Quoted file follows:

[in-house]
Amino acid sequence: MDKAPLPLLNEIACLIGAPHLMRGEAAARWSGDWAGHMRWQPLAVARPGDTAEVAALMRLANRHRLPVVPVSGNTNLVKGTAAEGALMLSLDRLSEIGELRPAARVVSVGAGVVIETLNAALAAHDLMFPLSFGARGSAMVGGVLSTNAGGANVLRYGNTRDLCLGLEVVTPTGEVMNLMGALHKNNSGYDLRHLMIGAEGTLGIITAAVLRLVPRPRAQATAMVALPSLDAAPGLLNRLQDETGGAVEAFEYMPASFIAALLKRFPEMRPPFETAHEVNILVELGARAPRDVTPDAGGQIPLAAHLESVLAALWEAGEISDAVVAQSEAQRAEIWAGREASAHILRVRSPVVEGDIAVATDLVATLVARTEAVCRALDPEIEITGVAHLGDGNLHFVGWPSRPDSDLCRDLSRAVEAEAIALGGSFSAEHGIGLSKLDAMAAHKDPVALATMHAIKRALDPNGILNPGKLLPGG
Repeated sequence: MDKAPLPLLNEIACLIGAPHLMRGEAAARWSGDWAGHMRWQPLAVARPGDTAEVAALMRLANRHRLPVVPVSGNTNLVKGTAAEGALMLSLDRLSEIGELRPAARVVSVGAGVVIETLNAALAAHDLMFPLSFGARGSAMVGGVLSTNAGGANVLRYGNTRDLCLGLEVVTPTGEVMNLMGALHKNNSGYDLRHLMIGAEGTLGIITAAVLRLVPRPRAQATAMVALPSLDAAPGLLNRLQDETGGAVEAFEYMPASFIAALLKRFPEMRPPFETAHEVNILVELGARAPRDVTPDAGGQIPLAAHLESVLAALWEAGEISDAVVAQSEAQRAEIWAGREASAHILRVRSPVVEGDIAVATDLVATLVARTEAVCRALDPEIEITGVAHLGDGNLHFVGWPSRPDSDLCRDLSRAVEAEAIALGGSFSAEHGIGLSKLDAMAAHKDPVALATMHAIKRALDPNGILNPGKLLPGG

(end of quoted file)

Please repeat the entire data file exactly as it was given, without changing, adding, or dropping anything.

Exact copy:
[in-house]
Amino acid sequence: MDKAPLPLLNEIACLIGAPHLMRGEAAARWSGDWAGHMRWQPLAVARPGDTAEVAALMRLANRHRLPVVPVSGNTNLVKGTAAEGALMLSLDRLSEIGELRPAARVVSVGAGVVIETLNAALAAHDLMFPLSFGARGSAMVGGVLSTNAGGANVLRYGNTRDLCLGLEVVTPTGEVMNLMGALHKNNSGYDLRHLMIGAEGTLGIITAAVLRLVPRPRAQATAMVALPSLDAAPGLLNRLQDETGGAVEAFEYMPASFIAALLKRFPEMRPPFETAHEVNILVELGARAPRDVTPDAGGQIPLAAHLESVLAALWEAGEISDAVVAQSEAQRAEIWAGREASAHILRVRSPVVEGDIAVATDLVATLVARTEAVCRALDPEIEITGVAHLGDGNLHFVGWPSRPDSDLCRDLSRAVEAEAIALGGSFSAEHGIGLSKLDAMAAHKDPVALATMHAIKRALDPNGILNPGKLLPGG
Repeated sequence: MDKAPLPLLNEIACLIGAPHLMRGEAAARWSGDWAGHMRWQPLAVARPGDTAEVAALMRLANRHRLPVVPVSGNTNLVKGTAAEGALMLSLDRLSEIGELRPAARVVSVGAGVVIETLNAALAAHDLMFPLSFGARGSAMVGGVLSTNAGGANVLRYGNTRDLCLGLEVVTPTGEVMNLMGALHKNNSGYDLRHLMIGAEGTLGIITAAVLRLVPRPRAQATAMVALPSLDAAPGLLNRLQDETGGAVEAFEYMPASFIAALLKRFPEMRPPFETAHEVNILVELGARAPRDVTPDAGGQIPLAAHLESVLAALWEAGEISDAVVAQSEAQRAEIWAGREASAHILRVRSPVVEGDIAVATDLVATLVARTEAVCRALDPEIEITGVAHLGDGNLHFVGWPSRPDSDLCRDLSRAVEAEAIALGGSFSAEHGIGLSKLDAMAAHKDPVALATMHAIKRALDPNGILNPGKLLPGG